Out-of-work white collar workers are being urged to consider elderly care jobs amid fears up to 100,000 critical roles may remain unfilled in a recruitment race with supermarkets.

Unprecedented financial help for care services to ease bed-blocking in hospitals comes as the likes of Tesco and Morrisons also announce plans to take on tens of thousands of emergency staff.

Entry-level job vacancies in retail, care and the NHS are in direct competition are all surging, with recruiters targeting ready-and-willing British talent forced suddenly out of work by the coronavirus crisis.

With up to a million job losses predicted in other sectors, Care UK, Age UK and the Local Government Association are urging job-hunters to consider how the care sector plays a critical role in helping the NHS.

Councils are receiving £1.6billion of the emergency funding package supplied by the Chancellor, Rishi Sunak, and the NHS is expected to top up that fund £2.3billion. However, with one in 11 care home jobs already unfilled, Age UK said a high proportion of staff over the years have left the sector to take less stressful roles such as shelf-stacking.

All the major supermarkets are stepping up their recruitment over the coming weeks due to record sales as consumers bulk buy. With Tesco alone taking on 10,000 new staff, Care UK have called for potential applicants to also consider the care sector.

Professor Martin Green, chief executive at Care England, told the Daily Telegraph that “it might be a danger in the future” of supermarkets and care homes being in direct competition. However, he is hopeful that all sectors can take advantage of increasing numbers of people in need of work.

“Of course there will be a lot of people who have not been able to work in the rest of the economy so there will be a lot more people who potentially could be, either going into frontline roles care or indeed into the distribution chain,” he added.

“So, potentially you got more people who could be in both those areas. If you look at the numbers of people who are no longer working in say retail or indeed the restaurant sector, or hotels and hospitality, there are a lot of people who could potentially move across both to distribution jobs but also to care jobs.”

Home Instead, a private firm which provides services to help older people still living in their own properties, is among hundreds of care firms launching fresh recruitment drives.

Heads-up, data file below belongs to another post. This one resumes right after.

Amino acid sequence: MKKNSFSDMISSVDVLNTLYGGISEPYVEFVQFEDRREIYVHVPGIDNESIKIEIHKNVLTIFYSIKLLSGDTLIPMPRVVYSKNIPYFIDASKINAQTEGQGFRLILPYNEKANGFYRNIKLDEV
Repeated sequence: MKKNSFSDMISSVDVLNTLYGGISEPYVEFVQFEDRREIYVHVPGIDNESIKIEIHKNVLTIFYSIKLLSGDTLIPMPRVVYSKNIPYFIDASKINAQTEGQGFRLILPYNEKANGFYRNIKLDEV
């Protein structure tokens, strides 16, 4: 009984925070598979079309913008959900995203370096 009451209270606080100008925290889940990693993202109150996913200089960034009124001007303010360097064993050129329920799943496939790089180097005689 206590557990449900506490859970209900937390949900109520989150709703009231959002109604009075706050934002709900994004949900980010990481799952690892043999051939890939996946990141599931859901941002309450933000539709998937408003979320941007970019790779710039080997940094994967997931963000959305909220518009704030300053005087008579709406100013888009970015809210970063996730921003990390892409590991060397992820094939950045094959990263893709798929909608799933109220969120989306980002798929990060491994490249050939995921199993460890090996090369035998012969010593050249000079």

Martin Jones, the firm’s chief executive, told the Daily Telegraph he already had 3,000 live vacancies “largely due to an increase in demand”. “We are working closely with other care providers as well as retailers and supermarkets to ensure that people that have recently lost work in sectors like hospitality are given the opportunity of employment,” he said.

While the Government has introduced measures for doctors and nurses to come back to the NHS, the LGA says the Government should extend its thinking to care workers to help boost the social care effort. Care UK suggested the sector might also make use of people who have volunteered to help the NHS.

This week numbers passed half a million, double the Government’s recruitment target, and Mr Green added: “There’s lots of roles they can go into which are not directly facing care roles”.

“They might want to go into the roles which are about, say, for example, meal prep, cleaning within care homes, those roles.” Ruthe Isden, head of health influencing at Age UK,  said the entire care industry is “holding our breath, waiting for the next few weeks” to see how badly Britain’s 1.5million vulnerable – many of them elderly – are helped by the near-lockdown measures launched by Government.

Horror stories have emerged around the care sector in Europe, with Spain’s state prosecutor launching an investigation after soldiers deployed to help found elderly patients abandoned or dead in retirement homes.

Ms Isden told the Telegraph she hoped Britain is equipped to cope, but she added: “This is very challenging for the social care sector. It’s fair to say they are just as on the frontline as the NHS. It’s heartening to see that the sector is getting more recognition than a lot of us might have expected. “Staffing will become the main question over the next weeks and months,” she said.

“They are already running a high vacancy rate. Around one in 11 jobs are unfilled. At any one time there are around 100,000 vacancies, and turnover rate is quite high. Staffing is going to be critical.” She added that – despite the extra Government funding to councils – third sector organisations such as hers are facing a fight for survival. “Our shops are closed and we have lost funds from the London Marathon,” she added. “Yet we’re not mothballing we are trying to rapidly expand due to the need. It’s very challenging.”  

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